EVANSVILLE — The former president of the Evansville Fraternal Order of Police said he faced a suspension from the Evansville Police Department for not enforcing what he describes as a “quota,” but which Chief Billy Bolin said is a policy designed to boost productivity and community safety.
At issue: A department policy requiring patrol officers to self-initiate at least one “enforcement action” per four-day workweek outside of making runs directed by 911 dispatchers, Bolin said. Some officers, including EPD Sgt. and former FOP President D.J. Thompson, believe the rule amounts to a quota.
According to an internal EPD email, the term “enforcement action” refers to making arrests, issuing citations and handing out written warnings. Officers are required to complete one such action of their own initiative each week, the email states.
“It’s not based on runs, it’s based on enforcements ‒ tickets, arrests, etc. ‒ that have to be completed within a month or you get disciplined,” Thompson said.
The internal email claimed 13 officers, on average, failed to meet the minimum standard each month across EPD’s East Sector.
Thompson is scheduled to appear before the Evansville Police Merit Commission Jan. 23 to appeal charges of insubordination and neglect of duty. Thompson claimed the disciplinary hearing followed his use of the word “quota” to describe the policy and his role in enforcing the policy upon another officer.
The EPD would not comment on the specifics of the case, but Bolin said Thompson’s disciplinary hearing is not “about him being involved with enforcing what he calls a quota.”
Bolin told the Courier & Press the policy is about doing “the enforcement side of the job as well as other things" and that he thinks it is an "absolute embarrassment" that some officers are arguing against the policy.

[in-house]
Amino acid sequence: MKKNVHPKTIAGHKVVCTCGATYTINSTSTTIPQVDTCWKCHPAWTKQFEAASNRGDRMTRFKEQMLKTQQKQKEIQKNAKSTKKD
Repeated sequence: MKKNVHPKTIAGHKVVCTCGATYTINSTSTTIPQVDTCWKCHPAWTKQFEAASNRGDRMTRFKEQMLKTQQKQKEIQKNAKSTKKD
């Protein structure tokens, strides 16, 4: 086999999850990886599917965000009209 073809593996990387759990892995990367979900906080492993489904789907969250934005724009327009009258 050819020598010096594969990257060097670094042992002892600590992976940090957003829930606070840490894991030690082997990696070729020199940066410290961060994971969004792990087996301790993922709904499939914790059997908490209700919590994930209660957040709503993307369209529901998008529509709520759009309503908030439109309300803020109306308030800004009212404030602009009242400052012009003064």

“I don’t think it’s lopsided to say we want you to do, at minimum, one quarter of an enforcement per day, or one enforcement per your work week,” Bolin said. “I don’t think our citizens would think we’re out here head hunting them with that type of number. And that’s not what we’re doing.”
The chief said the vast majority of the EPD's offices are "very self motivated," and stated the policy was directed at "officers that we don't think are performing up to par."
EPD administrators have always kept data on the performance of patrol officers, according to Bolin, but the granularity of that data − and how it is used to assess officer performance − has varied over the department’s history.
When Bolin joined the EPD in 1998, he said the department kept statistics on patrol officers and would post them on the wall.
The department has also sparred with critics of perceived quotas in the past. A 1958 issue of the Evansville Courier & Press highlights such a tussle between Judge Claude Bates and then-EPD Chief Charles Gash.
"Bates said Thursday the quota system, under which city policemen must issue a fixed number of traffic tickets, should be abolished," the article states. "'Quota system? What quota system?' was police Chief Charles Gash's reaction."
Despite charges from Thompson and others that the current officer performance policy amounts to a quota on arrests, Bolin draws a distinction at the policy’s lack of connection to the department’s direct fiscal interests.
“My understanding of a quota is like saying you have to write ‘X’ amount of tickets, or you’re trying to create money for your department,” Bolin said. “That’s not what we’re doing at all.”
Shaun Ossei-Owusu, a University of Pennsylvania legal scholar writing in the New York University Law Review, defined police quotas as “formal and informal measures that require police officers to issue a particular number of citations or make a certain number of arrests.”